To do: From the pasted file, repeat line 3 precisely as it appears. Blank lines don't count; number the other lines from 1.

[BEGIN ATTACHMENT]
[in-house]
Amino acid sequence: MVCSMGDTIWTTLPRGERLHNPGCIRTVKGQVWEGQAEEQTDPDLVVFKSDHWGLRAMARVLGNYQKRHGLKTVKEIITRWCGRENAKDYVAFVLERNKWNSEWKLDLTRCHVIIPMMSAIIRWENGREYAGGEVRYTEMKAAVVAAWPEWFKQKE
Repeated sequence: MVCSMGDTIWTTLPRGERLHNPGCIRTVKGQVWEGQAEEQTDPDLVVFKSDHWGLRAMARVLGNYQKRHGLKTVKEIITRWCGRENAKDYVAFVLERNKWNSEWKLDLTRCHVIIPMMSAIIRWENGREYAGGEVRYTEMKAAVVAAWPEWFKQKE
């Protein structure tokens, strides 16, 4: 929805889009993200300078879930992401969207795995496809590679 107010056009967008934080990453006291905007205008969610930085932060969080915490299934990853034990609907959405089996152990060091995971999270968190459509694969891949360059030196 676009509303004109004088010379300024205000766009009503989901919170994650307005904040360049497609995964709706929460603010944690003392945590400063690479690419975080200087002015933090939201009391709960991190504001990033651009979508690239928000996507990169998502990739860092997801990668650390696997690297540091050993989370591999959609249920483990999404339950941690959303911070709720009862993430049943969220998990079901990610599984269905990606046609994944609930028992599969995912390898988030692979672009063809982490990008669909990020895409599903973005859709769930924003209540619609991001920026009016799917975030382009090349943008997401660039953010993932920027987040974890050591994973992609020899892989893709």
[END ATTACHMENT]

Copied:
Repeated sequence: MVCSMGDTIWTTLPRGERLHNPGCIRTVKGQVWEGQAEEQTDPDLVVFKSDHWGLRAMARVLGNYQKRHGLKTVKEIITRWCGRENAKDYVAFVLERNKWNSEWKLDLTRCHVIIPMMSAIIRWENGREYAGGEVRYTEMKAAVVAAWPEWFKQKE